Can you help me with the following grammar question (from Allen and Greenough):
(1) Nisi …, nec deprecaturi sumus nec postulaturi. (516 d).
Question: what tense do the words “deprecaturi” and “postulaturi” correspond to?
(2) … si luce palam iretur hostis praeventurus erat. (516 f)
Question: what is “iretur”? what tense is “praeventurus erat”?
(3) … neque metus ultra neque pudor est. (518 a)
Question: How to understand “ultra”?
Please note that:
In “ Nisi oculis videritis insidias Miloni a Clodio factas, nec deprecaturi sumus ut crimen hoc ...nobis...condonetis.., nec postulaturi..” (Cicero, Pro Milone, 6, in Allen and Greenough, 516 d)- literally meaning “If you will have not seen with your own eyes the plots laid against Milo by Clodius, we shall neither beg to pardon us this offence ..... nor shall we demand...”- the words “deprecaturi” and “postulaturi” are future active participles of the verbs “deprecor” and “postulo” respectively.
I have to point out that this is an idiomatic construction called Active Periphrastic Conjugation that combines the Future Active Participle with the forms of the verb SUM (I am) and denotes a future or intended action.
Therefore “deprecaturi sumus “ and “postulaturi [sumus] “ correspond to a future tense such as “we shall beg “ and “we shall demand”.
Such an active periphrastic, aka First Periphrastic Conjugation, can also used to mean “to be on the point of”,”to be about to” and sometimes “ in order to” (see Allen and Greenough 158 and 195).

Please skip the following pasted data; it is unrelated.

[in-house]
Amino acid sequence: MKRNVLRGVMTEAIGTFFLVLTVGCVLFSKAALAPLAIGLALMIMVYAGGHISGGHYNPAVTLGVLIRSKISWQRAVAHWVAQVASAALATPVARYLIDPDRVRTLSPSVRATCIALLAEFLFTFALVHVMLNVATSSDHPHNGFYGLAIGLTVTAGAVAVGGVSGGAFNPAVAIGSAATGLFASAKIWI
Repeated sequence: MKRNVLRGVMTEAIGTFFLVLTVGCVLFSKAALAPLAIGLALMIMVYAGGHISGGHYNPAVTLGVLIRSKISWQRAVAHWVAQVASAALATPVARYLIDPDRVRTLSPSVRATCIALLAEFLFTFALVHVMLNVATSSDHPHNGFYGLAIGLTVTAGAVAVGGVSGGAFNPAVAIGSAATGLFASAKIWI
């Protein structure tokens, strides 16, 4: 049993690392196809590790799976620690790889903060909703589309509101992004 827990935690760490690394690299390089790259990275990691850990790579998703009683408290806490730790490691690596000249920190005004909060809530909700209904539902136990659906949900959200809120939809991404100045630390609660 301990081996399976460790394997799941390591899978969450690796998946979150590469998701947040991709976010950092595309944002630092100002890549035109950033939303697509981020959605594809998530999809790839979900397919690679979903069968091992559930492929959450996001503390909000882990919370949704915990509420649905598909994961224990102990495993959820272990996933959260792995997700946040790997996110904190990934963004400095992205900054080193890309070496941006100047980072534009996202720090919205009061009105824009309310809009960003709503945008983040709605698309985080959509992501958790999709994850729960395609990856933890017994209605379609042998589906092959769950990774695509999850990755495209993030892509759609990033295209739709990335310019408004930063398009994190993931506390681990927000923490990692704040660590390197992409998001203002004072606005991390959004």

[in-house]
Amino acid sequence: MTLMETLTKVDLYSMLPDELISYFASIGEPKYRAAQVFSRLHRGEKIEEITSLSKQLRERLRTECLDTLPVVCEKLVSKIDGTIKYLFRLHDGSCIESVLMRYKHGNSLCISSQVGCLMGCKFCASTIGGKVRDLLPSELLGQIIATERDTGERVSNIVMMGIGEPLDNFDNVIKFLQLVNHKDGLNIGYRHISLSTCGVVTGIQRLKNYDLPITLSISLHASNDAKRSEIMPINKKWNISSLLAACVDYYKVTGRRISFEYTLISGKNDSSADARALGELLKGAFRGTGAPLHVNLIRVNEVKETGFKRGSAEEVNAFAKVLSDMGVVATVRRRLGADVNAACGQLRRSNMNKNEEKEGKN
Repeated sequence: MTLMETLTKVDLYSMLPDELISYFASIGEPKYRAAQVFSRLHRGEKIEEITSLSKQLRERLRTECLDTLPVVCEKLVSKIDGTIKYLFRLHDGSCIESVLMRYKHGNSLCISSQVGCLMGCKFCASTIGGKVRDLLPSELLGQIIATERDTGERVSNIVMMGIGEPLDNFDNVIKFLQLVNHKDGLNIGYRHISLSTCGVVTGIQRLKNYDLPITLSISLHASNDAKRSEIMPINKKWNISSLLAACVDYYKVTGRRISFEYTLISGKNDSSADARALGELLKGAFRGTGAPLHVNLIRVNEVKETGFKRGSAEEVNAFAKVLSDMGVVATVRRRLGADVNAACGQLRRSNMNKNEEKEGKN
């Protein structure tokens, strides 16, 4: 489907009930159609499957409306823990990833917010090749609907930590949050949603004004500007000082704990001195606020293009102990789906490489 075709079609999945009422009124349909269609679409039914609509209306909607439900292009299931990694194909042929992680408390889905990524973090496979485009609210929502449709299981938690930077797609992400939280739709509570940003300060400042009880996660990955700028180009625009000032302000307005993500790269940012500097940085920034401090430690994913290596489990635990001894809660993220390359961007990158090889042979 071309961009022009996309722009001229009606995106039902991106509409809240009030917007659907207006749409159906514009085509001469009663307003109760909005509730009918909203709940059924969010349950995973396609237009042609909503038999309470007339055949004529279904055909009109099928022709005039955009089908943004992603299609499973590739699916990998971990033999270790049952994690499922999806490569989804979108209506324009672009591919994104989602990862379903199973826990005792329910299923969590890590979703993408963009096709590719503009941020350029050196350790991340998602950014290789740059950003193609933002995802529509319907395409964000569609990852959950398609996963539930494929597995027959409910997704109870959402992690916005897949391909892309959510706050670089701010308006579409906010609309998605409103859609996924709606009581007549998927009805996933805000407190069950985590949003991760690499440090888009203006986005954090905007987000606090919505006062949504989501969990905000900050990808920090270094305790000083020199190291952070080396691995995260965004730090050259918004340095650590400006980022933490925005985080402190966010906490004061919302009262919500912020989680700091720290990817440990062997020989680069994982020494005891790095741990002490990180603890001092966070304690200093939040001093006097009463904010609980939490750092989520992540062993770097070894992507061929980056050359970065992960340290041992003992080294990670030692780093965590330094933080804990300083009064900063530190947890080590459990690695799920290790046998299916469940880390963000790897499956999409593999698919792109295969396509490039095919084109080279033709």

In “ … si luce palam iretur,.... hostis ....praeventurus erat” (Livy,Ab Urbe Condita, book XXII, chapter 24, section 6 in 516 f) - literally meaning “if one marched openly by daylight ...., the enemy will have prevent him...” - the word “iretur” (if...one marched) is the imperfect conjunctive, 3rd person singular, passive voice of the verb “ire”(to go/to march), used in the impersonal construction.
In Latin in fact the impersonal construction, as having no personal subject, uses the third person singular of the passive form such as “itur”( one goes, they go, it is gone),”pugnatur” (one fight, they fight, it is fighting), etc. (See Allen and Greenough 208 d)
As for “praeventurus erat”, it is another active periphrastic, i.e. First Periphrastic Conjugation, composed of the active future participle “praeventurus” (from “praevenio”) + the imperfect “eram” (from “sum”) and then means “will have prevent...”.
In “ … neque metus ultra neque pudor est” (Tacitus, Annales, 3.54 in Allen and Greenough 518 a)- meaning “there is neither fear nor shame” - the word “ultra” is used as an adverb combined with “neque” and meaning “neither ...nor”.
Hope I have helped you.